There I was sitting in the middle of my childhood bedroom surrounded by a sea of clothing strewn around my room. It looked like a giant clown had thrown up multi-coloured spew with chunks of shoes over my bed and across my floor.
I was in my mid-twenties and trying to pack to leave home. I needed to sort the high school fashion disasters from the potential work outfits because I had only two suitcases I could fill.
There, in the middle of my room as I conducted an inventory of my wardrobe I had a fashion epiphany: I was done. There was nothing left I could buy. I had bought everything.
Here’s what brought me to this conclusion. Among the mass of cotton-poly blends I counted: three mauve singlet tops, two one-shouldered sunlight yellow tops, four pairs of black capri pants in varying lengths, two pairs of white capri pants in varing stages of decay, half a dozen floral dresses – all similar but not quite the same – and a singlet top in every colour of the rainbow. So, you see I had not only bought one of everything I was starting to buy multiple versions of the same thing.
Now all the shoe fetish girls out there I’m not talking about having lots of shoes. Not having lots of a kind of item but rather having lots of the exact same thing.
As I went through and analysed my wardrobe I realised there were a number of serial offenders. I have in my shopping life bought brown capri pants at least three times, each time deciding after the purchase that I hated brown capri pants, throwing them out and then a few years later buying a new incarnation of the same item of clothing. Black skirts of varying lengths are a common theme as is anything in a shade of purple.
I mean seriously, who needs three mauve singlet tops? And, when has mauve ever been on trend. There was a reason behind all of this mauve madness. I had this floral skirt I really liked and I couldn’t find one that matched it just right. And, I reasoned, mauve would be a lovely colour to wear to a wedding some day. But then the next three weddings that came around that mauve number never saw the light of day. Of course, I had to have something new for each of those events.= display_ad('x18', 'hidden-xs hidden-md mm_incontent', 'MM In Content'); ?>= display_ad('x20', 'visible-xs mm_mob_incontent', 'MM In Content (Mobile)'); ?>
What amazes me is that each time I buy such an item I seem to have fashion amnesia. Even though I could tell you every single thing that is in my wardrobe, where I got it, how much I paid for it, how much discount I got on it and the resulting price. But somehow when I am in a shop and especially at the check out I completely forget the fact I’ve got two other black wrap tops at home and simply must have this one.
It’s funny how many fashion excuses we women can come up with at such moments.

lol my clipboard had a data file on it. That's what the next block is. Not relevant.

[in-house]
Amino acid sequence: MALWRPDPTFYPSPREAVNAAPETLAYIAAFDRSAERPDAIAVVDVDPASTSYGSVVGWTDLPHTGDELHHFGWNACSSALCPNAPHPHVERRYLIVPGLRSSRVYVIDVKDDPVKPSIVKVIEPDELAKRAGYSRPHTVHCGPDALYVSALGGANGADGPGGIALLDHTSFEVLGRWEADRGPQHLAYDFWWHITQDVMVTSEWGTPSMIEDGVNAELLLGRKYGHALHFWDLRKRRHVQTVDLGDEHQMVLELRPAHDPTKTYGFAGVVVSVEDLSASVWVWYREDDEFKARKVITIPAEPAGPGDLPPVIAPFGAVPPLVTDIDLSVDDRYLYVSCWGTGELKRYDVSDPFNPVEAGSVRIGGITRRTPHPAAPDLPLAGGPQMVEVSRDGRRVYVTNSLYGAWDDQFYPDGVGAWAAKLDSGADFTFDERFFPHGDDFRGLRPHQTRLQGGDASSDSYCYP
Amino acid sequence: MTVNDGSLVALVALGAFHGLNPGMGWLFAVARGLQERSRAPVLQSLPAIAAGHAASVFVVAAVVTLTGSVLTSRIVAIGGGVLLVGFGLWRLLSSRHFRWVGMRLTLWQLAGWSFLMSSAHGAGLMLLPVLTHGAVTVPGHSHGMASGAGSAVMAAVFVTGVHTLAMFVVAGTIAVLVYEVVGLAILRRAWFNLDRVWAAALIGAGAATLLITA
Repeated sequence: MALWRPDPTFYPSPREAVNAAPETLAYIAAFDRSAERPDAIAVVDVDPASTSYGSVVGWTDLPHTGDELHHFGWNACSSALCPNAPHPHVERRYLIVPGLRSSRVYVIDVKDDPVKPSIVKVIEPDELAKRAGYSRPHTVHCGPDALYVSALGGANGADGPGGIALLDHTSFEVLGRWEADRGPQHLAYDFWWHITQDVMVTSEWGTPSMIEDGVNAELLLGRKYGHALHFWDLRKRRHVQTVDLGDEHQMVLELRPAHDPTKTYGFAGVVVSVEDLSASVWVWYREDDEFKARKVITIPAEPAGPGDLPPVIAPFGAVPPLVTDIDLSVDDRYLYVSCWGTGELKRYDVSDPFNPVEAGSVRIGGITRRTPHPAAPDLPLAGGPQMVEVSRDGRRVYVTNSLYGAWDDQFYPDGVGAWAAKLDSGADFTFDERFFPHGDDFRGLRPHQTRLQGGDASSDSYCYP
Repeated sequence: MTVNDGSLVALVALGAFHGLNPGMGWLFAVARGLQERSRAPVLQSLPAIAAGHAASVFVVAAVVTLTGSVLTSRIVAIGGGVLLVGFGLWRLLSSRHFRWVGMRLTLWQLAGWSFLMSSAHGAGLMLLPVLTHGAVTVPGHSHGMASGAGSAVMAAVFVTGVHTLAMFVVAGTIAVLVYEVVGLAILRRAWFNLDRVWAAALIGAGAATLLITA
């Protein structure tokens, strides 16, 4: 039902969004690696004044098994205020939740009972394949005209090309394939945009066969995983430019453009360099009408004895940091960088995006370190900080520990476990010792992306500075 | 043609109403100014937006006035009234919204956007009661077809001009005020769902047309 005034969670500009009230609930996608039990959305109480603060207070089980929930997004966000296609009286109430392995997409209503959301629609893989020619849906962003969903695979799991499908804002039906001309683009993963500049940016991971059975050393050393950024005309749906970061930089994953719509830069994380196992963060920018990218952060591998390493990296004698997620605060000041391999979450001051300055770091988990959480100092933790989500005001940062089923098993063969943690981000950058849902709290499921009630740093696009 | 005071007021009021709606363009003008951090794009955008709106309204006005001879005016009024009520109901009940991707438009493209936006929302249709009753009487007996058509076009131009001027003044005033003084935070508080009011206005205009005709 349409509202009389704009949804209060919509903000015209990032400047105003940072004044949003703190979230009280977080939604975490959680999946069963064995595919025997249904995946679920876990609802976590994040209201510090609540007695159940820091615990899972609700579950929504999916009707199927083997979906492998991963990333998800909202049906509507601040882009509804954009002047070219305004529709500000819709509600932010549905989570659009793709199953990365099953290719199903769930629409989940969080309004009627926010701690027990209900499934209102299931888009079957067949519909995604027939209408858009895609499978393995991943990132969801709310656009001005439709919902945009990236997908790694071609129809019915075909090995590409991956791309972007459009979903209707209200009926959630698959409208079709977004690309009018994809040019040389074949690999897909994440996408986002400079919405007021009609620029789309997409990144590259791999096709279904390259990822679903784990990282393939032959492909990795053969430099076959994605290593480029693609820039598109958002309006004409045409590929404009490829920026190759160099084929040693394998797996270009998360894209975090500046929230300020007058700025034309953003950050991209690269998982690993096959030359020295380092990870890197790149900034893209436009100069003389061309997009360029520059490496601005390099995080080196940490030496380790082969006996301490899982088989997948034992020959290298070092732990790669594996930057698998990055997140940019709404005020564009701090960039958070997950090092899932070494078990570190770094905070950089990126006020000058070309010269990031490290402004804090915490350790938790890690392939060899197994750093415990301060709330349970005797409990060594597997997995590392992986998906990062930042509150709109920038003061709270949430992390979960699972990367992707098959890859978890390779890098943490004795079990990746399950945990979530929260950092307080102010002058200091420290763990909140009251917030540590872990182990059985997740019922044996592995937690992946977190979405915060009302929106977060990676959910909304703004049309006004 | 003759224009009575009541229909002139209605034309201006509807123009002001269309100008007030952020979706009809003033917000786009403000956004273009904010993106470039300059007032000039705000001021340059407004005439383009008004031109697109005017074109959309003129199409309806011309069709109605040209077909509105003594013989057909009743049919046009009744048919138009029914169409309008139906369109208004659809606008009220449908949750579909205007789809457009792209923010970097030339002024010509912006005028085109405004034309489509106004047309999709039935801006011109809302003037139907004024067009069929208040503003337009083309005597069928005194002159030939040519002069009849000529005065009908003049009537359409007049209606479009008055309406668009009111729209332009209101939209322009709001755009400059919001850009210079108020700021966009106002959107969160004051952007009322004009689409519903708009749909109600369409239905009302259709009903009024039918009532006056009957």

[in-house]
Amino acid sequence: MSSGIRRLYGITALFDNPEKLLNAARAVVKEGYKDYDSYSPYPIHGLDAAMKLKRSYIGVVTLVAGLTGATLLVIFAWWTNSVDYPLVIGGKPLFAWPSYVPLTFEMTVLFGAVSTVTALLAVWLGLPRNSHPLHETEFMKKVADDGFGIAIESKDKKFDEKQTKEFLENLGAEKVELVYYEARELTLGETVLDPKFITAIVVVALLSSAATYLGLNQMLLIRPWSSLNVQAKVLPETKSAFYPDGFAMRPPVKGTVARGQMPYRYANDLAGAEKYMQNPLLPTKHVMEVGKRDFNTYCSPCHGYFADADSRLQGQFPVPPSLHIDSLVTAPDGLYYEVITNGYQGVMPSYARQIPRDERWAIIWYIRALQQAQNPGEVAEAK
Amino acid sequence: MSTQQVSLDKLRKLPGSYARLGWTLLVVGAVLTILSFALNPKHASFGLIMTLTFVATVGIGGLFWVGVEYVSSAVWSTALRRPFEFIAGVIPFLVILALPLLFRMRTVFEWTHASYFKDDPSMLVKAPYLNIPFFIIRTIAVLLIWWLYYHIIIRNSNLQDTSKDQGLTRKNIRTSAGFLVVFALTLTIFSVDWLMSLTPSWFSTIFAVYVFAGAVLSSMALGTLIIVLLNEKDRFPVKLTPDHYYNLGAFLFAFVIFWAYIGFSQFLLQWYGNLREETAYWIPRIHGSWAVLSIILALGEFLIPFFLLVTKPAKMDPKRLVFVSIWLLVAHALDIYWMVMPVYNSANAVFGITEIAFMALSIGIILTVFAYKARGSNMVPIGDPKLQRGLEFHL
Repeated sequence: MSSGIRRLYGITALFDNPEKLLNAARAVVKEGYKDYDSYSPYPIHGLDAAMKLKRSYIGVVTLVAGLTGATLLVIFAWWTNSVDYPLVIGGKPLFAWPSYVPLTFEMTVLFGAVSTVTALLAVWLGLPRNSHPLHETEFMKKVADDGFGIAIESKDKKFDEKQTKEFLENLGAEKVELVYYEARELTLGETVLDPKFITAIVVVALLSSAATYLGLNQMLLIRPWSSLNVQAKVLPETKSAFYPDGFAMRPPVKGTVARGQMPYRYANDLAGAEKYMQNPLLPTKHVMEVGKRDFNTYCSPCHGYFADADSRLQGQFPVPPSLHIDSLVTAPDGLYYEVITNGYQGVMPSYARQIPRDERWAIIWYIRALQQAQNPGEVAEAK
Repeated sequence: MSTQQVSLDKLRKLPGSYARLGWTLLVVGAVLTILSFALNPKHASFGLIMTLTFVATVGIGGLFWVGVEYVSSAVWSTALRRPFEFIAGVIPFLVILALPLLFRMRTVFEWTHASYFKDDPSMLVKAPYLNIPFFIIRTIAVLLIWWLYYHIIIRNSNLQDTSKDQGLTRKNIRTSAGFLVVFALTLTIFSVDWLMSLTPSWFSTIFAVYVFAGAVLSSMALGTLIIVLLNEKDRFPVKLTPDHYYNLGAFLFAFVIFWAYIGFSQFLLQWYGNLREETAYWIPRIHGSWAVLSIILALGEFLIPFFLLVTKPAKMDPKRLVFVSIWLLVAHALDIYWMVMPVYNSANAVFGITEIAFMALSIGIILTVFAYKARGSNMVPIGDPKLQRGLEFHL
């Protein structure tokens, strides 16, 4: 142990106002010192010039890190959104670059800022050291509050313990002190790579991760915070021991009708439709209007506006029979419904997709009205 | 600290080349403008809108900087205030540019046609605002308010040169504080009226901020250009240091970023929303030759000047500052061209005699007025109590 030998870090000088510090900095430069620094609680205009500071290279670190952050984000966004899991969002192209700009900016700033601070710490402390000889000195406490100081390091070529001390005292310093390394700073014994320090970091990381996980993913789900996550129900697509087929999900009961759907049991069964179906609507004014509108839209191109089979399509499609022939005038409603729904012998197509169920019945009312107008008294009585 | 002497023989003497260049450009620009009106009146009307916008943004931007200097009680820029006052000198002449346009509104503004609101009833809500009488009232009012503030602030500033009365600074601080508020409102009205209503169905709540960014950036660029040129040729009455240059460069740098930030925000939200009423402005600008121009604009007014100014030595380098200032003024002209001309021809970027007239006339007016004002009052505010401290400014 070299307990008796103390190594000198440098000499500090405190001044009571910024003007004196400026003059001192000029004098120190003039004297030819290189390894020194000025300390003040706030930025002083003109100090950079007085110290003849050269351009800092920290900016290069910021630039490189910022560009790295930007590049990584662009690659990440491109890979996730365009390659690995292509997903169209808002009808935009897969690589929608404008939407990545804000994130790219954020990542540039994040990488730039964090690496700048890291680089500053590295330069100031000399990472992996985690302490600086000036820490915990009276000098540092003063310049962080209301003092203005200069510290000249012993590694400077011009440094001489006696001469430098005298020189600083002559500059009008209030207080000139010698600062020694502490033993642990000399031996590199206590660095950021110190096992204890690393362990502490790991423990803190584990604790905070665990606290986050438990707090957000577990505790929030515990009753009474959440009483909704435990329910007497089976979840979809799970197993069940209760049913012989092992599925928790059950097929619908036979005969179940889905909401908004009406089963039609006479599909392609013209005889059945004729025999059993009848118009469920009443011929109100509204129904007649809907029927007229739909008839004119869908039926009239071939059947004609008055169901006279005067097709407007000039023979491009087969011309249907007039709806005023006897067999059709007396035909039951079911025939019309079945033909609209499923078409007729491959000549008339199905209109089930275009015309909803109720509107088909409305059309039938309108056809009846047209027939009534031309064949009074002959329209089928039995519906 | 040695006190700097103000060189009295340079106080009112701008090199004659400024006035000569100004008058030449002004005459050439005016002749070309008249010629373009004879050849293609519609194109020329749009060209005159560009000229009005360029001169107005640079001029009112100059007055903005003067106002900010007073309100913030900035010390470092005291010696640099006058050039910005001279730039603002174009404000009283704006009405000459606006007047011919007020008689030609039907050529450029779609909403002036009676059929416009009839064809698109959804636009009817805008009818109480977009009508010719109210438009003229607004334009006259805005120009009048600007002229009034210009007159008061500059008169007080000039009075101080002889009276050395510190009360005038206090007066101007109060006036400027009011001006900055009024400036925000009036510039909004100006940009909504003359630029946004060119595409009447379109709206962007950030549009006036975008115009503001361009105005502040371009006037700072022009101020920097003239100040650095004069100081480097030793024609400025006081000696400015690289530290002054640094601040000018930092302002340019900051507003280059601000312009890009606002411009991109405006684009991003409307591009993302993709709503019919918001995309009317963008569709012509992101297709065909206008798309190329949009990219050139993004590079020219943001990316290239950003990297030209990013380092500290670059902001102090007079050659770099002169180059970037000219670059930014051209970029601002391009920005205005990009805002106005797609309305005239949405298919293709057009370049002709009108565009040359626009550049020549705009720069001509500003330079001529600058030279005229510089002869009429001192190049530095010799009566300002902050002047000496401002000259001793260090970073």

I don’t know how many times I’ve come home with something too big, or stretched out a top accidentally or lost weight and instead of returning, donating or returning the offending item I decide to keep it. Why? Because I secretly tell myself I will wear it one day when I am pregnant. That’s right, pregnant. And I have been doing that for years, even though I am no closer to being knocked up. A recent conversation with a girlfriend proved I am not alone.It’s the same with “wedding clothes”. What are these? Well these are clothes, like the offending mauve tops, that seem too pretty to be smart casual and too pretty to be work clothes so again, instead of dumping them, they go in the cupboard. And, I tell myself I could wear that to a wedding one day. Because of course, I get invited to so many weddings.
Painting the house clothes (I’ve never painted a house and if I ever intended to I’m sure my boyfriend would dive tackle me to prevent that kind of atrocity), potential pyjamas, possible gym clothes, could be an art-smock shirts, ”when I lose 5kg” clothes (otherwise known as skinny jeans), ugly-but-could-wear-that-under-a-jumper-in-winter-tops, “If I ever go to the football” supporter coloured gear and “my kids could wear it as dress ups one day” clothes (that’s right, still don’t have kids).
And then there are the “it could come back into fashion one day” clothes. This group of clothes started the first day after I ever threw something out only to decide I really did need it to complete that day’s outfit. This feeling only ever applies to the things that I throw out, the things I keep never seem to make a comeback. Bumster jeans, peasant tops and 90′s era bodysuits anyone?
What are your “fashion excuses”?
Alison Branley is a news reporter with the Newcastle Herald in NSW. She is a self-confessed clothes horse who would love to afford designer clothes but a career in writing means she contents herself with discount knock offs.